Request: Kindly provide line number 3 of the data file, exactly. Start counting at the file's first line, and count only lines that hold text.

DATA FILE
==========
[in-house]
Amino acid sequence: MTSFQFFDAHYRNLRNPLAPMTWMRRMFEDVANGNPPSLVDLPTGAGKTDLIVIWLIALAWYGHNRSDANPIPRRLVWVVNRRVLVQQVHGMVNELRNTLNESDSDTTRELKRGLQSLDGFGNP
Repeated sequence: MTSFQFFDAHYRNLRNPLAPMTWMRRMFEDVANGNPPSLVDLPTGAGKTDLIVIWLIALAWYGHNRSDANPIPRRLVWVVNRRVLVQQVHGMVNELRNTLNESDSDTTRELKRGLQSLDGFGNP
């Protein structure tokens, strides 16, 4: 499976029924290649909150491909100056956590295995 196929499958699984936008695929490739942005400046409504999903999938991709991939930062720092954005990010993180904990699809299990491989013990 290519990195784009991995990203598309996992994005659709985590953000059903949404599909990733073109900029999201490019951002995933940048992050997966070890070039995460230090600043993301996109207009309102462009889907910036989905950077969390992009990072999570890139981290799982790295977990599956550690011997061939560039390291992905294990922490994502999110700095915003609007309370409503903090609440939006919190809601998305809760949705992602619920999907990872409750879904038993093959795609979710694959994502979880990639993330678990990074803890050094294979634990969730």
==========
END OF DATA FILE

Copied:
Repeated sequence: MTSFQFFDAHYRNLRNPLAPMTWMRRMFEDVANGNPPSLVDLPTGAGKTDLIVIWLIALAWYGHNRSDANPIPRRLVWVVNRRVLVQQVHGMVNELRNTLNESDSDTTRELKRGLQSLDGFGNP